TO publish your blog, it’s merely a matter of transferring your /public content to the S3 bucket you’ve generated.

Having done all that you’ve now no need to run your own server. You’re still dependent on those that operate at S3, wwwizer and your domain registraar, but you’ve removed your own from the equation. You may be interested in checking out Jerome Bernard’s tip on easily deploying Octopress blogs with s3cmd.

Tagged amazon, blog, blogging, godaddy, jekyll, octopress, s3, | Leave a comment

Amazon Associates WordPress Plugin v0.2

25 Oct 2009

I’ve just updated my amazon associates plugin to take into account the recent signiture changes which amazon have introduced for their webservices api.

This now also means you’ll have to enter your amazon secret access key in the plugin configuration page.

You can download the updated version over here.

It also means my wishlist has finally been brought back to life. Just in time for Christmas…

Tagged amazon, associates, aws, PHP, web services, wishlist, | Leave a comment

Amazon Associates WordPress Wishlist Plugin

02 Apr 2008

One of the things that’s bugged me for a while whilst having a website is that at certain times of the year when people might actually like to buy me a gift they’re unable to find my wishlist. This is mainly because they’re simple folk who might not think to check amazon for my name. I’m also signed up with amazon associates, so I decided it could do me well to post my wishlist items along with my referral tag in the links in order to earn a bob or two on my own homepage. All this data is available on the web already its just a case of putting it together.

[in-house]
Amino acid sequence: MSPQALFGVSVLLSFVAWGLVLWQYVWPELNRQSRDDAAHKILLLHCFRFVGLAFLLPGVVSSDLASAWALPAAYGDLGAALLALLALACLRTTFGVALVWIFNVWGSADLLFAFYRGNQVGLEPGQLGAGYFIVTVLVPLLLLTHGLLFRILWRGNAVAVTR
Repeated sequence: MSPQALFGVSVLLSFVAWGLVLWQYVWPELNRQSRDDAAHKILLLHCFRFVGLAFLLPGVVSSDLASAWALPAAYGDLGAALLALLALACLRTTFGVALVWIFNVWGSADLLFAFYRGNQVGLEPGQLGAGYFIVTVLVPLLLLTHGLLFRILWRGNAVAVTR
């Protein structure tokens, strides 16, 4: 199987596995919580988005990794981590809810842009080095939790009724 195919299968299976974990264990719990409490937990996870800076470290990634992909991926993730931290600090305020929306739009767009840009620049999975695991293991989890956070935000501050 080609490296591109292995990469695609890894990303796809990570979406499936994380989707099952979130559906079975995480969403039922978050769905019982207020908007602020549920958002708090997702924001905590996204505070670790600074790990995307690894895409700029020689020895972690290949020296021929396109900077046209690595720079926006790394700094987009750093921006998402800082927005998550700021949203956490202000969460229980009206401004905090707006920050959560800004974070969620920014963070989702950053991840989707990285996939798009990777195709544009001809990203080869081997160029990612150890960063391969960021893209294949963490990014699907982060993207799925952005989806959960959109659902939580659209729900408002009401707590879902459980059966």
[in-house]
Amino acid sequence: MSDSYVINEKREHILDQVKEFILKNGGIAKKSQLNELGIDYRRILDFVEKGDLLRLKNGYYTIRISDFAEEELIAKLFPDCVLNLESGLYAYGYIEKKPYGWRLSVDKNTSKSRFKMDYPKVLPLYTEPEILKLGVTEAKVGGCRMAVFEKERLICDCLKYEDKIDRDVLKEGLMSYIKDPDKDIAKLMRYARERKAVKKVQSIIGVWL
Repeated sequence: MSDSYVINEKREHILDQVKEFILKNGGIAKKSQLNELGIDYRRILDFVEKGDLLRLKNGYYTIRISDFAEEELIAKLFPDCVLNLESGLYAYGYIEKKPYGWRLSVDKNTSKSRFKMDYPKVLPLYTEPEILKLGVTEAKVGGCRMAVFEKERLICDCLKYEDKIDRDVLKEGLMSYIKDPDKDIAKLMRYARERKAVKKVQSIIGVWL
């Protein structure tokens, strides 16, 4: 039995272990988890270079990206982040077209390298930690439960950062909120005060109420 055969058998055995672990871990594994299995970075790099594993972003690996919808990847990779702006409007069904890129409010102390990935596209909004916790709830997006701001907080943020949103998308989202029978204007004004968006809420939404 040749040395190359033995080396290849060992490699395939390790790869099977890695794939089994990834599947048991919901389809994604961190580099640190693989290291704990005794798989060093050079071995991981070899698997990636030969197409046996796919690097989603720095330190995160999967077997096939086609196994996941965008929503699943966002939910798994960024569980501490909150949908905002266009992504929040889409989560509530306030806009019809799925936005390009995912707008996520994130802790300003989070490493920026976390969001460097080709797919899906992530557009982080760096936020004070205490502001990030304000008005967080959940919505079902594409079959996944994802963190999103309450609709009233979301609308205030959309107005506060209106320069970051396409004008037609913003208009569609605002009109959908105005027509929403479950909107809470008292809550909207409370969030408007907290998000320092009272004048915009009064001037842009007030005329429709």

Some keen readers might of noticed the wishlist page I stuck up recently and want something similar on their own site and (like myself) either can’t be bothered or didn’t have the time to create a plugin to pull this data together. I’m putting up here my own quick and dirty plugin I built a few weeks ago to achieve this.

It uses amazon web services to look up a wishlist, stick in a specified associates id in each of my item links and replace where I put the text (without spaces) in a post with my wishlist items. The plugin regularly updates this (hourly) as a scheduled event in wordpress in case someone decides to actually buy me something. Of course you’ll need a services key to use it, which you can easily get by signing up with amazon at aws.amazon.com. Fill out your services id, your wishlist id (found by logging into amazon and heading to your wishlist page) and your locale (the bit after amazon. so mine is .co.uk) and press the fetch items to pull all the items in. If you don’t have an associates id, feel free to leave as my own : )

I used curl to get the remote data from amazon as the file_get_content methods generally aren’t enabled on normal web hosts. If you’d like the items to be fetched less regularly, then install the plugin with and updated wp_schedule_event method in the main wishlist.php to a value of your choice.

You can download it over here.

Double alliteration in a post title? Not sure I’ve attempted that before.

[Edit: You'll need to be running on PHP5 to make use of this plugin]
[Edit: I released an updated version based on Amazon's move to use of signitures, see the details here]

Tagged amazon, associates, aws, PHP, web services, wishlist, | Leave a comment